remains to be tested. More labor we must have ; and it is clear that we cannot depend upon the islands for an increase. It only remains then, for us to look abroad ; and I am happy to inform you that a new enterprise to procure coolies is under way, which it is confidently believed will not, like the first, prove a failure. Another branch of this subject of great importance, is the economy of labor. This must be accomplished inainly by the introduction of new and improved implements and machines-new modes of cultivation, and a proper and systematic division of our labor. The division of labor in all the arts is found to be of the greatest value, and the same principle holds good in respect to agriculture. I have no doubt that by a judicious division of labor ; by the assigning of certain kinds of work to different classes of operatives, our sugar and coffee planters would save one fifth of all their expenses. It is painful to observe throughout the islands, the general want of system in all our agricultural labors. Our operations are irregular ; our implements in many respects unsuitable ; and our machinery, especially our sugar mills, rude and insufficient. In this respect we have not kept pace with our cultivation, and at the present time, I am told there are hundreds of acres of cane going to decay for the want of sufficient machinery to grind and manufacture it into sugar. This is a sad spectacle, and calls for prompt reform. Our little wooden mills—what are they? A constant aggravation-a screeching nuisance. In many respects some of our boiling houses are but little better. While prices were high, our planters were enabled to make money, notwithstanding these rude structures ; but they will not meet the demands of the future. It will be answered “We have not the capital to remedy this evil.” This is true, and I deeply mourn the fact ; but nevertheless, the deficiency must be supplied in some way, either by increased industry and economy, or by importation from abroad, else the cultivation of our fields will be in vain. The whole subject of the economy of labor, by the improvements of our machinery, our implements, and otherwise, has occupied the attention of the Board of Managers to some extent, and yet little advance has been made in this line, beyond the exertions of individual members of the society. Horses and mules, ploughs and cultivators have, to a considerable extent, taken the place of the native and his hoe, and it is hoped that this reform will speedily become more general.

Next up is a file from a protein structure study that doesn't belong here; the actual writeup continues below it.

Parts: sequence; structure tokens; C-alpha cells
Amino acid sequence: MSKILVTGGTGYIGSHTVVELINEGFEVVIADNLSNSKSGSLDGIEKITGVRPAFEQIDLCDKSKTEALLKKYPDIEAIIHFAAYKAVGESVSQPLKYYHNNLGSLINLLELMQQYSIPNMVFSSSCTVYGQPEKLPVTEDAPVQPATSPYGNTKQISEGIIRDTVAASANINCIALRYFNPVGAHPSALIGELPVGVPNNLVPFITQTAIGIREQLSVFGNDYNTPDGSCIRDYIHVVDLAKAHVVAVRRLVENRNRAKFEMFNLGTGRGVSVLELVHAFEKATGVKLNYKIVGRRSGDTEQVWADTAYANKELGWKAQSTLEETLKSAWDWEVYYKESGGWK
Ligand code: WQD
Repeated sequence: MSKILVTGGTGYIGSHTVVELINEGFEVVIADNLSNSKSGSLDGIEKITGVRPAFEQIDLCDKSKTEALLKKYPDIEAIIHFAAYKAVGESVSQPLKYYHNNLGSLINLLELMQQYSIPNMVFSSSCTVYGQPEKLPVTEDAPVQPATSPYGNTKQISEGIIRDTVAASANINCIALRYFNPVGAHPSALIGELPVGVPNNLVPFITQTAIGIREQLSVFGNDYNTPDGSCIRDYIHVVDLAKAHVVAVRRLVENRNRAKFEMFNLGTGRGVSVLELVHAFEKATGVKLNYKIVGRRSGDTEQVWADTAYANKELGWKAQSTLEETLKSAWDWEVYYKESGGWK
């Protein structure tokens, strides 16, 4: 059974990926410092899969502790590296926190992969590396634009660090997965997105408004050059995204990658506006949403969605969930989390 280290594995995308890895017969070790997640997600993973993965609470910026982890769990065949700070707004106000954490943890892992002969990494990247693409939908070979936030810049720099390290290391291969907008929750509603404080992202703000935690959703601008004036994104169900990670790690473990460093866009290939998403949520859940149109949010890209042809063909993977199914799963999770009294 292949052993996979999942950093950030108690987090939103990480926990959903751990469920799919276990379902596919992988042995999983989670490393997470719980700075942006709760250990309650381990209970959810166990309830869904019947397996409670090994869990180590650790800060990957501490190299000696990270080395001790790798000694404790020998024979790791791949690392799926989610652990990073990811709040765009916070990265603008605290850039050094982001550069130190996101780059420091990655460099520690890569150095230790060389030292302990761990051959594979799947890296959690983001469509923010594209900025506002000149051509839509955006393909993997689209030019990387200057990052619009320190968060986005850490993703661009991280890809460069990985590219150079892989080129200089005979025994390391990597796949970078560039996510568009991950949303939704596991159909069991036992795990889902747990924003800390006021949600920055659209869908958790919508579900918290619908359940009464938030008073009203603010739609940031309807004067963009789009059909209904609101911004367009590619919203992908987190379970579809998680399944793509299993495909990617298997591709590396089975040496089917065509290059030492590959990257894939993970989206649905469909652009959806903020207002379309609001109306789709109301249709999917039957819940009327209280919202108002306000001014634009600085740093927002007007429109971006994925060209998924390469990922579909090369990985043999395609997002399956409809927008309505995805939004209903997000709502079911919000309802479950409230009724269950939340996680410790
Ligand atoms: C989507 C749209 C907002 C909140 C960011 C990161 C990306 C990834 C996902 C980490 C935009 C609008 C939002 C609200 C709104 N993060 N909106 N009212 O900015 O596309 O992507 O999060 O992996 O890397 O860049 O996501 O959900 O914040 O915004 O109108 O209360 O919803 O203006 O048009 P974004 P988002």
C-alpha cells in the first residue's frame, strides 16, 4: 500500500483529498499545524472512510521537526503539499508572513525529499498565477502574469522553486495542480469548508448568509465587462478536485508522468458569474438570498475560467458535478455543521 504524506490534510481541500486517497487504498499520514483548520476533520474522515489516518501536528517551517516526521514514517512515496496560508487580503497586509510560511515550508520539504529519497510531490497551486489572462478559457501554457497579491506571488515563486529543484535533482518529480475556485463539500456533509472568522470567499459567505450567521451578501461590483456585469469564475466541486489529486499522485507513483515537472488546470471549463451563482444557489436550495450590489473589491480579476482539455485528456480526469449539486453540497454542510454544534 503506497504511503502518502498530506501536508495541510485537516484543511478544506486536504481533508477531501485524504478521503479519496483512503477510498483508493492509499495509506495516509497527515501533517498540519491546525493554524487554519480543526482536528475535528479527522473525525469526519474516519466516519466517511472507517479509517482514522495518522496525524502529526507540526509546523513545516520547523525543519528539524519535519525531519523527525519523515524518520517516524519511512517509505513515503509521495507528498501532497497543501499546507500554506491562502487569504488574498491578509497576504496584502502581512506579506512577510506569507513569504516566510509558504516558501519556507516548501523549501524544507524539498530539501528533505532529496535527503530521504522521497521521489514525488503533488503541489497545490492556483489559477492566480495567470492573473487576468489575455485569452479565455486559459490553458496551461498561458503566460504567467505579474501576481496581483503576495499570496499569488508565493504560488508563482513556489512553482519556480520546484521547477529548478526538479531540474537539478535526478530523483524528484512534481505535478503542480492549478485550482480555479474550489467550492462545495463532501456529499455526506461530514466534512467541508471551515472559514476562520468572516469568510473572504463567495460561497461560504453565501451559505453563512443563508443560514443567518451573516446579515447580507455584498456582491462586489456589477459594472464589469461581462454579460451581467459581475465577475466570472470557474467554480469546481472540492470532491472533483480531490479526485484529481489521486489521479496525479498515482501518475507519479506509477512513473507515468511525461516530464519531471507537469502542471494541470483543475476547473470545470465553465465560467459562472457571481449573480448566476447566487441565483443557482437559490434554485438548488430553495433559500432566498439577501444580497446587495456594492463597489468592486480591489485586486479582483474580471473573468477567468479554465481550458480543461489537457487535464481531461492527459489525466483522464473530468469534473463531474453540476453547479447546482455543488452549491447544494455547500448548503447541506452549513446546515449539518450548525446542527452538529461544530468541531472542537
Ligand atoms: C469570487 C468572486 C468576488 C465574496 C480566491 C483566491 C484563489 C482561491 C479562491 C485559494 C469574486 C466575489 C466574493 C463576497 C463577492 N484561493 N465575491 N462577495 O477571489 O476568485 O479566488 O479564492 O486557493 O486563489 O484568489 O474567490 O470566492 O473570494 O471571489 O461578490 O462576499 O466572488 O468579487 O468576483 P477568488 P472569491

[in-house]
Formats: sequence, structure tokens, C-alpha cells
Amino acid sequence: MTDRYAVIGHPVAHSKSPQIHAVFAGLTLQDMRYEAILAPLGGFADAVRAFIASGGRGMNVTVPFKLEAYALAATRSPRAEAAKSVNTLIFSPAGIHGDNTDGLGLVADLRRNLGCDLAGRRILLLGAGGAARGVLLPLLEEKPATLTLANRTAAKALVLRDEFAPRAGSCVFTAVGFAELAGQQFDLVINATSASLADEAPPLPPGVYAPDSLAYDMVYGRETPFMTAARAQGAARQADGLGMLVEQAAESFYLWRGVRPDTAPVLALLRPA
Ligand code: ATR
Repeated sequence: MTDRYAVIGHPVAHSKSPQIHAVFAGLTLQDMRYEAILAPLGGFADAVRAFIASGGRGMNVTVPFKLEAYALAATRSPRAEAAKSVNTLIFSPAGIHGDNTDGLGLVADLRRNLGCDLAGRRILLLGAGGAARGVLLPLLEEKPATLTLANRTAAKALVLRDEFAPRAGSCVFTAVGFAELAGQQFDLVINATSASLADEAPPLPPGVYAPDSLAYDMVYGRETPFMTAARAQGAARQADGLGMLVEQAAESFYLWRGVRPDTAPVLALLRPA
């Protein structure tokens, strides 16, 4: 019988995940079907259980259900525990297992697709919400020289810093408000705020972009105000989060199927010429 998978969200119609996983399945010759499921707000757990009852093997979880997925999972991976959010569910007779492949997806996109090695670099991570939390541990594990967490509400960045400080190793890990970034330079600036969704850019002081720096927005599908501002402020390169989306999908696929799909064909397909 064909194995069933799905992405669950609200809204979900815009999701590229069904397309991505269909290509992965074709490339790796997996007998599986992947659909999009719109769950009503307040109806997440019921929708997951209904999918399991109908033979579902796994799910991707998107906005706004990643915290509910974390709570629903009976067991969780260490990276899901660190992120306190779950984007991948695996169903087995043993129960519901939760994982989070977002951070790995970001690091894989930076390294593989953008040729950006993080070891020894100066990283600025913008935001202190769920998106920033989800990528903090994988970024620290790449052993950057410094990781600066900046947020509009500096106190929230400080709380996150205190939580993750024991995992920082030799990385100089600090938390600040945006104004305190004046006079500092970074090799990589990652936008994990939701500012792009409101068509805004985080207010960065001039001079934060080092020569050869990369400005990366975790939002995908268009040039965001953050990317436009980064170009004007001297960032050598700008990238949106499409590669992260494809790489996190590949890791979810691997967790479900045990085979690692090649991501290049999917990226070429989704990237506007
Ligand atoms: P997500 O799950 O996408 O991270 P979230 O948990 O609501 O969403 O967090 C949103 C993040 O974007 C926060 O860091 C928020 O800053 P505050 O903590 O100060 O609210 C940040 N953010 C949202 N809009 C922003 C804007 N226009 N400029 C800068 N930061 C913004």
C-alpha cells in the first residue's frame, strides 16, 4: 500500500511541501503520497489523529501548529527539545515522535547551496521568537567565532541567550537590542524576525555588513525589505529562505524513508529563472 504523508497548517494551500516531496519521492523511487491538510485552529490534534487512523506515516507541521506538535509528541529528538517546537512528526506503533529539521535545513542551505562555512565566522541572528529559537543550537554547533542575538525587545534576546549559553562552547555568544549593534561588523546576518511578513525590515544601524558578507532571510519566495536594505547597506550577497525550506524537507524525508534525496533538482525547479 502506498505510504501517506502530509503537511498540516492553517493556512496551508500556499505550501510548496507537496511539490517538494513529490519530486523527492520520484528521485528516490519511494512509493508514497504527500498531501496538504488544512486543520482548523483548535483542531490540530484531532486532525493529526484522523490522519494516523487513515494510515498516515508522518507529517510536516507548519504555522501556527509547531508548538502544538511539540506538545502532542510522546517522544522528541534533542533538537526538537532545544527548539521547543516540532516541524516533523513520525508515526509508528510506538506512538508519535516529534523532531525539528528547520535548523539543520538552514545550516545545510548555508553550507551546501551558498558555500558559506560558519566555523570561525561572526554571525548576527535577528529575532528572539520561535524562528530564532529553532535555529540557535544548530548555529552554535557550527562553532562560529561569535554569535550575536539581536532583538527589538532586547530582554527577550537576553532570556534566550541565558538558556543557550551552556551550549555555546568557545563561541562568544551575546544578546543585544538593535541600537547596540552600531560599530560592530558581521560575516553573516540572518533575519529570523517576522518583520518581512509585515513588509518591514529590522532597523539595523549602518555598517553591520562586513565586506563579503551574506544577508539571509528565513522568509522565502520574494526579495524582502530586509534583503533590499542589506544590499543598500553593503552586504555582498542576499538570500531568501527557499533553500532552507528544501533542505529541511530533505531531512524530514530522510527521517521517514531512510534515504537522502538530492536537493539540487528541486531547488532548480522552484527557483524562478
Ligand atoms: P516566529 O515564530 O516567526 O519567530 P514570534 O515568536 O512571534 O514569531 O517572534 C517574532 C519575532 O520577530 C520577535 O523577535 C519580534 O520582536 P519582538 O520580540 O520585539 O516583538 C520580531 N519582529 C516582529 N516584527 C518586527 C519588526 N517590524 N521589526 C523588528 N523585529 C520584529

The introduction of new seeds and plants, and of extended information respecting agriculture, has received a large share of consideration. Several boxes of seeds have been received and gratuitously distributed, and the amount of two hundred and seventy dollars has been sent abroad for agricultural books and periodicals. Some of these works are on their way, while others, of much value, have already arrived, and are now in the hands of our corresponding secretary.